Nellie Bly
Image Courtesy: New York Historical Society

How far would you go to uncover the truth? In 1887, a young female reporter checked herself into a notorious New York asylum and shocked the world with her findings. She was Nellie Bly. Her groundbreaking work inspired a new era of investigative journalism. She is also known for her record-breaking trip around the Globe. An inspirational figure she was far ahead of her times.

Nellie Bly was a pioneer journalist, inventor, industrialist, and philanthropist. She used her pen like a sword and used unusual methods to investigate. Her Fearlessness earned her a place in history.

She was born Elizabeth Jane Cochran on 5th May 1864 in Cochran’s Mills Pennsylvania. Bly’s father founded the town and earned money for the family from being both a judge and owning land. Unfortunately, when Elizabeth was 6 her father died and to make matters worse he died without leaving a will. This tragic event ended up leaving the family without financial support. This, in turn, led to Elizabeth dropping out of school due to being unable to pay the fee and the remaining family moving to Pittsburgh to run a boarding house. One day in 1885, Elizabeth was reading The Pittsburgh Dispatch. An article titled ‘What Girls Are Good For’ lambasted women who wanted education or a career. Elizabeth wrote a scathing letter to the Dispatch and signed it ‘Lonely Orphan Girl’. The editor liked Elizabeth’s arguments so much that he made her a reporter for the Dispatch.  She wrote under the name Nellie Bly.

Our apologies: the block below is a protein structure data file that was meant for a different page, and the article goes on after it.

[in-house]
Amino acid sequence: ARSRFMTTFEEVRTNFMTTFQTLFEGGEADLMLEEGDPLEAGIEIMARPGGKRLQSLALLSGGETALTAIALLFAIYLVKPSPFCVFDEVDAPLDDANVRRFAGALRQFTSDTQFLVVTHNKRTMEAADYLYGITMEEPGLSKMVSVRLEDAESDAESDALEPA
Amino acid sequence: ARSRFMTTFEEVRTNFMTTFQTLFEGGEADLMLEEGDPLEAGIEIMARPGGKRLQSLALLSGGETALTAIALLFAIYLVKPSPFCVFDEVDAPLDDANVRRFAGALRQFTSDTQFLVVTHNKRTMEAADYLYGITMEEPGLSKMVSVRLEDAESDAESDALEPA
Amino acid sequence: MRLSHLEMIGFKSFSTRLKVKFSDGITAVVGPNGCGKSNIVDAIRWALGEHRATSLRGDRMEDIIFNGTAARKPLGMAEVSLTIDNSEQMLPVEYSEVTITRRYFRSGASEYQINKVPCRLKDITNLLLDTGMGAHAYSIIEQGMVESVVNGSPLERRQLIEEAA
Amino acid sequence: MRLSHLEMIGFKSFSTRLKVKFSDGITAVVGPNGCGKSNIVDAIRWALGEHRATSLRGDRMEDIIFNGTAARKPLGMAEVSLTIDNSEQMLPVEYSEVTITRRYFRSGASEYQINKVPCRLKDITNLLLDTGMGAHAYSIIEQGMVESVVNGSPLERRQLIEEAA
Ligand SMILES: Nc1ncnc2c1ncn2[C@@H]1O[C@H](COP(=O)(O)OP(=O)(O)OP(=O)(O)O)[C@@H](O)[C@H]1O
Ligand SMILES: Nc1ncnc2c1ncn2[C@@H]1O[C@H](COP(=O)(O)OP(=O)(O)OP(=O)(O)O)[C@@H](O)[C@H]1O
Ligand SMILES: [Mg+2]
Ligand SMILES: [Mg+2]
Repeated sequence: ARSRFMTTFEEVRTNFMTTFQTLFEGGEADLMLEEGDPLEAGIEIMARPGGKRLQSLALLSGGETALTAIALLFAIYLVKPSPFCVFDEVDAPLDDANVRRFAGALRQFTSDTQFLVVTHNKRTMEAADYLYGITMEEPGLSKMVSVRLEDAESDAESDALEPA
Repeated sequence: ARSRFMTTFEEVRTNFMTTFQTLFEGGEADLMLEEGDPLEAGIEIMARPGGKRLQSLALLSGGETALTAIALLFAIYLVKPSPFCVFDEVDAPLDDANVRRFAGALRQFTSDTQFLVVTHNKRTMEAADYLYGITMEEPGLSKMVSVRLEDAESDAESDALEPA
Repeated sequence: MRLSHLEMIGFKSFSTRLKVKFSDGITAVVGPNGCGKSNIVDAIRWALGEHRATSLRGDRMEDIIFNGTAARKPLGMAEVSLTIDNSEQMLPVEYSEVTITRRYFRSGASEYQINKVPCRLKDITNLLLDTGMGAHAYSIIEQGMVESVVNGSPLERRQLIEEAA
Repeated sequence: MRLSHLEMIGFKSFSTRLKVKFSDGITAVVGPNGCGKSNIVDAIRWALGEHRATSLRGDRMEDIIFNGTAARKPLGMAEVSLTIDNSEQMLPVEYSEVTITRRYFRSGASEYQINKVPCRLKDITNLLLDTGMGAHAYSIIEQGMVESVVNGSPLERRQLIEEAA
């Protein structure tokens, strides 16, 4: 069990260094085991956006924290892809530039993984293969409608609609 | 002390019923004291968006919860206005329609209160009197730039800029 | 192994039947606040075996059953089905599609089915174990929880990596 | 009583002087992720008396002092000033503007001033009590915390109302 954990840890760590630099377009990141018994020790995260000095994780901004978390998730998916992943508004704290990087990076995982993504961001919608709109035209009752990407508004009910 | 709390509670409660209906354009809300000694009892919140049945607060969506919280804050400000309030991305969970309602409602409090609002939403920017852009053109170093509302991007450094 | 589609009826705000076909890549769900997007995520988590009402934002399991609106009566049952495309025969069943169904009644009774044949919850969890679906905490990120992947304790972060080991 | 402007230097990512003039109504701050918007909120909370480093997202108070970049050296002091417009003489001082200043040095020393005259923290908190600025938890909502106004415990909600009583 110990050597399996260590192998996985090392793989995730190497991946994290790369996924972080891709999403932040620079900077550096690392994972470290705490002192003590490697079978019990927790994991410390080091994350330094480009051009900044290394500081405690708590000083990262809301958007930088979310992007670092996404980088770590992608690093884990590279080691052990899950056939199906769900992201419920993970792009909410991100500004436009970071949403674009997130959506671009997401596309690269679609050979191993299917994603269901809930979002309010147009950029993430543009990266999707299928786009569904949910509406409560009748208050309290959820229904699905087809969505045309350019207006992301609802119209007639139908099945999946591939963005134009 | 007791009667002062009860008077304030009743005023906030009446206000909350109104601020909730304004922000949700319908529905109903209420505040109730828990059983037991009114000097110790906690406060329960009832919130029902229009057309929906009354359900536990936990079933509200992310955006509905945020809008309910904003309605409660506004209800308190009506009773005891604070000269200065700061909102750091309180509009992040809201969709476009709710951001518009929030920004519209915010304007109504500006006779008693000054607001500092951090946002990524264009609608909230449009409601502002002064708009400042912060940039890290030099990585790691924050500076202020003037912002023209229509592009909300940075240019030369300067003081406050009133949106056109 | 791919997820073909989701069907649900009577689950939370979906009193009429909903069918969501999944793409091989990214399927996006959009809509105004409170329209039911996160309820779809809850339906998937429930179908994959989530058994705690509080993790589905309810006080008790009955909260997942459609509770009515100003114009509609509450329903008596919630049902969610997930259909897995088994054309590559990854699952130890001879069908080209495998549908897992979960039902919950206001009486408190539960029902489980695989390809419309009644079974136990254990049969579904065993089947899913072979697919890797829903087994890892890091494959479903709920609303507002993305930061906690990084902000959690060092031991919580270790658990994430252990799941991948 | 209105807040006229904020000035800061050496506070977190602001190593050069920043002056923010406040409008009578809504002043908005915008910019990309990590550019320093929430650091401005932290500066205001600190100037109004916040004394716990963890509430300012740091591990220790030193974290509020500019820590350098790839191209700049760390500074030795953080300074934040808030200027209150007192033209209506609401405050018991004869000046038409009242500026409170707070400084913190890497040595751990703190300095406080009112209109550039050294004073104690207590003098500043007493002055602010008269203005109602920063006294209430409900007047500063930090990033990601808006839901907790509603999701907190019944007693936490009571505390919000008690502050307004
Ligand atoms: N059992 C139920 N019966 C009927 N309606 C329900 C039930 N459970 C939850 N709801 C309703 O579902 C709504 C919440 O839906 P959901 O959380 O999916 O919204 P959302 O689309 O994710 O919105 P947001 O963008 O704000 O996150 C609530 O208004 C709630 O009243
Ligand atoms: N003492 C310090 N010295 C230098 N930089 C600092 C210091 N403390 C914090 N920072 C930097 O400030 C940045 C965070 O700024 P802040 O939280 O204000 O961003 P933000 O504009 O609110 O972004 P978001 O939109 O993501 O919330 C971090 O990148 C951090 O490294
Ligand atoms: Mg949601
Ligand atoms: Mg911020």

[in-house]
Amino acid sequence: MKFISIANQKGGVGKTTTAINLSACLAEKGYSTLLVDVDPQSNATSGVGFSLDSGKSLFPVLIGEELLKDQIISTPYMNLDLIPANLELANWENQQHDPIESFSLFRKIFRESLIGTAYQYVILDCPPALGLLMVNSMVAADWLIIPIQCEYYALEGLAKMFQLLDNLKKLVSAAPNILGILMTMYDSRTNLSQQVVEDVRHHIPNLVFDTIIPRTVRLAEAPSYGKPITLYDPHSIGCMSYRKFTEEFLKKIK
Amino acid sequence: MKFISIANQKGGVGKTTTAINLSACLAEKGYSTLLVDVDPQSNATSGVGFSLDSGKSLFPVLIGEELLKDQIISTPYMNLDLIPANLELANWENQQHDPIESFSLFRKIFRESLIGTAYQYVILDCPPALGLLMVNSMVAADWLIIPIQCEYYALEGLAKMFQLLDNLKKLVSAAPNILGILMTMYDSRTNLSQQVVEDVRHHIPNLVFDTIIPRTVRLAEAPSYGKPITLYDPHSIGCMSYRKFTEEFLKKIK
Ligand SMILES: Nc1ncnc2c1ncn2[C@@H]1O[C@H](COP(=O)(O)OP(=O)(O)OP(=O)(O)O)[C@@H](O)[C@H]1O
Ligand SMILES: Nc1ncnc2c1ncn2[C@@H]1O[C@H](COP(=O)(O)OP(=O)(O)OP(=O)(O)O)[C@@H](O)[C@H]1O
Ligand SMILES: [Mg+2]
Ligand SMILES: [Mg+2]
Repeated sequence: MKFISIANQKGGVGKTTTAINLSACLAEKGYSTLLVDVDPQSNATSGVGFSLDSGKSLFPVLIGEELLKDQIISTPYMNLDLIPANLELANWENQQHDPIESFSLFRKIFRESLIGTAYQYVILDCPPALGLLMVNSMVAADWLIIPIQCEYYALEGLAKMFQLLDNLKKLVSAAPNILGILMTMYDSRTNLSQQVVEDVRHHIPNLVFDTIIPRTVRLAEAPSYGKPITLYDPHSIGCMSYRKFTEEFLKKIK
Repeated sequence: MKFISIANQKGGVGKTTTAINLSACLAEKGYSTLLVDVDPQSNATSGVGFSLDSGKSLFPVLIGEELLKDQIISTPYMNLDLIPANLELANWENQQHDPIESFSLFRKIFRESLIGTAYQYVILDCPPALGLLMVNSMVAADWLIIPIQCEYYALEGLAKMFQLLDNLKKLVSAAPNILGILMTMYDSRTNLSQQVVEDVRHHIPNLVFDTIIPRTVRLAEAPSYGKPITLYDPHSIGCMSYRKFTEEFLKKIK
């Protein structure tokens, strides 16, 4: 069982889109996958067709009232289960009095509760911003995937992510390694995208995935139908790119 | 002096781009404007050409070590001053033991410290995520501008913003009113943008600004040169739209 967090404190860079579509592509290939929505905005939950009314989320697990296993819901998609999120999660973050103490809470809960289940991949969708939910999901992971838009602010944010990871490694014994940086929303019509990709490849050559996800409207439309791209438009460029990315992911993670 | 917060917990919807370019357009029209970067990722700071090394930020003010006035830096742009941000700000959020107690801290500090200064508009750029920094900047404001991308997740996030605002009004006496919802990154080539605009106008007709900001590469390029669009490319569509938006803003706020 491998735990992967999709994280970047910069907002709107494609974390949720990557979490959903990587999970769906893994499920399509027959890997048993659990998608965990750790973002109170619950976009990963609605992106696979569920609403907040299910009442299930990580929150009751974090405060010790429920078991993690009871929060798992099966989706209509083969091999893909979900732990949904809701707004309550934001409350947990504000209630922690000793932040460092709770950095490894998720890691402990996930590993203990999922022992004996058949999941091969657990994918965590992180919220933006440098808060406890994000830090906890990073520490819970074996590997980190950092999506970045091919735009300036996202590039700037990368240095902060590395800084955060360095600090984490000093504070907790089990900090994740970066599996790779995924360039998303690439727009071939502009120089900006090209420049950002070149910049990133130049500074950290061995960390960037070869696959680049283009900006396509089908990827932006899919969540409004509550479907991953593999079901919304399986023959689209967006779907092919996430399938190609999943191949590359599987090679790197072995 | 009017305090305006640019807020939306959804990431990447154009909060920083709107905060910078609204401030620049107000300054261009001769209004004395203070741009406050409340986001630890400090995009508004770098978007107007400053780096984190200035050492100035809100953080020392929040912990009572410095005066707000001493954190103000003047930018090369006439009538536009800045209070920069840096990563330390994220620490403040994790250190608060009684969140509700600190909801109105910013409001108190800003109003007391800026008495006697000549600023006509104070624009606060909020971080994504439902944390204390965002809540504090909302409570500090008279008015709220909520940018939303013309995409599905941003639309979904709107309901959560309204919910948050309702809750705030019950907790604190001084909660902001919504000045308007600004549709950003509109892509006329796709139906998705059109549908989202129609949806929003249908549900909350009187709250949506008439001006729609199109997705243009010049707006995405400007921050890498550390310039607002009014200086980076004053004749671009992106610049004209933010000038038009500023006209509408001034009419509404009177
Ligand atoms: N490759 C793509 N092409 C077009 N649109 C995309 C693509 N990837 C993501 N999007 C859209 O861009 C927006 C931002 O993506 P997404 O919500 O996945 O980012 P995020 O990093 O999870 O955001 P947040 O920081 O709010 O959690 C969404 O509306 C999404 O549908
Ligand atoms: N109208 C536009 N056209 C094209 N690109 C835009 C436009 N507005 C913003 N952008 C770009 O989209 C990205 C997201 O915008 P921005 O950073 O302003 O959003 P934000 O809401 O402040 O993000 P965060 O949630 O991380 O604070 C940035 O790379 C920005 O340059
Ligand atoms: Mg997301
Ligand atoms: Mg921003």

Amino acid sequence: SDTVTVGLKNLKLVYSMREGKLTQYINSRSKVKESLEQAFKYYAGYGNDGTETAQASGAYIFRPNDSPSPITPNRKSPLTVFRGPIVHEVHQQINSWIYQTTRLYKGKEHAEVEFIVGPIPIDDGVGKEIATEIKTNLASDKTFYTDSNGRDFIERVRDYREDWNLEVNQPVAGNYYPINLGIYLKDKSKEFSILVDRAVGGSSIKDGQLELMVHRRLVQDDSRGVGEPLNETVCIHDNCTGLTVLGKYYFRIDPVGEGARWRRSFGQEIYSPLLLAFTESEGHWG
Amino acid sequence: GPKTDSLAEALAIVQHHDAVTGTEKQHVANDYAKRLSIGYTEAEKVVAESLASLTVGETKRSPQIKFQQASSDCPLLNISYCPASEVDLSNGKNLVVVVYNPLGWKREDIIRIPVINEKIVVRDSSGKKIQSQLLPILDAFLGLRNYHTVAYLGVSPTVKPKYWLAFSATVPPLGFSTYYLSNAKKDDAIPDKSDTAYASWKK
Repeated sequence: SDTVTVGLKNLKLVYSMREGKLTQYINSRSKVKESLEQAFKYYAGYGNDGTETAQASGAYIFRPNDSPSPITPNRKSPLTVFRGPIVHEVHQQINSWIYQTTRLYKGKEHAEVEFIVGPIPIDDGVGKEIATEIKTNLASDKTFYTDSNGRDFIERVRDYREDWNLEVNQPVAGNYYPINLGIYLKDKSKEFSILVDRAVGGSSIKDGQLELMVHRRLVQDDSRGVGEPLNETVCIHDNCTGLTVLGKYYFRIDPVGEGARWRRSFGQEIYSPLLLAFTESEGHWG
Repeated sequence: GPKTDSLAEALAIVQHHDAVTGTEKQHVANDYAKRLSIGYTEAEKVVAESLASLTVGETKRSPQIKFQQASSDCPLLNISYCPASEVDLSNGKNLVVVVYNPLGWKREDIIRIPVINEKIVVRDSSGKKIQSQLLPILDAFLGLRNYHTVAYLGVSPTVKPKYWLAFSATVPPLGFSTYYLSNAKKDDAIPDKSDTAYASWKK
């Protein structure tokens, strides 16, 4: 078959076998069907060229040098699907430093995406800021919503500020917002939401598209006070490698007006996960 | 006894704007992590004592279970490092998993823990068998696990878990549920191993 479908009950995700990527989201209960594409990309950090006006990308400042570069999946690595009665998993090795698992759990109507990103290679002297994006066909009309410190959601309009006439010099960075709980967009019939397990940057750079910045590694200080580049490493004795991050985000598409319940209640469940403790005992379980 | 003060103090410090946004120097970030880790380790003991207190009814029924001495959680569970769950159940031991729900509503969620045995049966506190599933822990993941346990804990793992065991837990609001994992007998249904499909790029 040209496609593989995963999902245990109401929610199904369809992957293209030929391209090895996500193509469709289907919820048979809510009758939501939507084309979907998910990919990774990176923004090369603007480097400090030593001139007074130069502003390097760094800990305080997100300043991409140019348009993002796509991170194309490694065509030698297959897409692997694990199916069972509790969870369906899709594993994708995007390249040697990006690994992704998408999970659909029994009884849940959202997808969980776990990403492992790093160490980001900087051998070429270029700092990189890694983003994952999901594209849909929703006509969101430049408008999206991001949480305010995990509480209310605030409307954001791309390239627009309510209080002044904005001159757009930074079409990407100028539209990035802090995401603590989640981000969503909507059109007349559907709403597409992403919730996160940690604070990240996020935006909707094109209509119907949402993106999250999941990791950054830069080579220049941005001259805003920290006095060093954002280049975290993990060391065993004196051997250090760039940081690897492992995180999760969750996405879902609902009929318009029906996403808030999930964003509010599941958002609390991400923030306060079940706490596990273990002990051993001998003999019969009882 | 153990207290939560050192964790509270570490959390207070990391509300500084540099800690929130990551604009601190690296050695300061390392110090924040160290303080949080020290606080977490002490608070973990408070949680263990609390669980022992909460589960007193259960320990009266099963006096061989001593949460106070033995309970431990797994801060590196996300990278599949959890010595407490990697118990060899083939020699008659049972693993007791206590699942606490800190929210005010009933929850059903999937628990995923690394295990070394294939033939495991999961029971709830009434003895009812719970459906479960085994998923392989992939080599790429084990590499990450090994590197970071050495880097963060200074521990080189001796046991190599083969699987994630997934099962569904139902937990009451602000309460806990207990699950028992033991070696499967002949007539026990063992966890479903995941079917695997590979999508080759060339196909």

Bly was initially focused on issues primarily affecting women such as the need for reformed divorce laws to general injustices in society. She wrote about the poor conditions of workers in Pittsburgh factories. Her columns rattled some feathers and she was promptly shifted to women’s lifestyle pages.

Bored with the change, she decided to be a foreign correspondent and spent six months in Mexico, writing about workers’ everyday lives. Her stint was cut short after she criticized the President of Mexico. She eventually left Despatch and went to New York City for some exciting work. Nellie joined the New York World. One of her first assignments for the paper was to uncover the truth about the rumors that surrounded the Blackwell mental asylum facility. She was asked to report things as it is. In 1887, Bly checked herself into The lunatic asylum. For 10 days, she witnessed the horrors of the asylum from the overcrowded and filthy surroundings to spoiled food, scanty clothes, and unhygienic baths as well as abusive and neglected treatment by staff including severe beating and relentless verbal assault.

Upon her release, Bly shared her experience in a series of articles published in the New York World, which were later compiled in a book called ‘Ten Days in Madhouse’. The published articles provoked controversy prompting public outrage and calling for reforms. Her reporting also contributed to the larger issue of mistreating mentally ill patients leading to the formation of a committee to look at the mental health facilities.

Her method of finding the truth was groundbreaking. It proved to be a landmark in investigative journalism. Her determination and singlemindedness in uncovering the truth led to the much-needed social change. Her exposure at the lunatic asylum started a new form of reporting called stunt reporting or investigative journalism.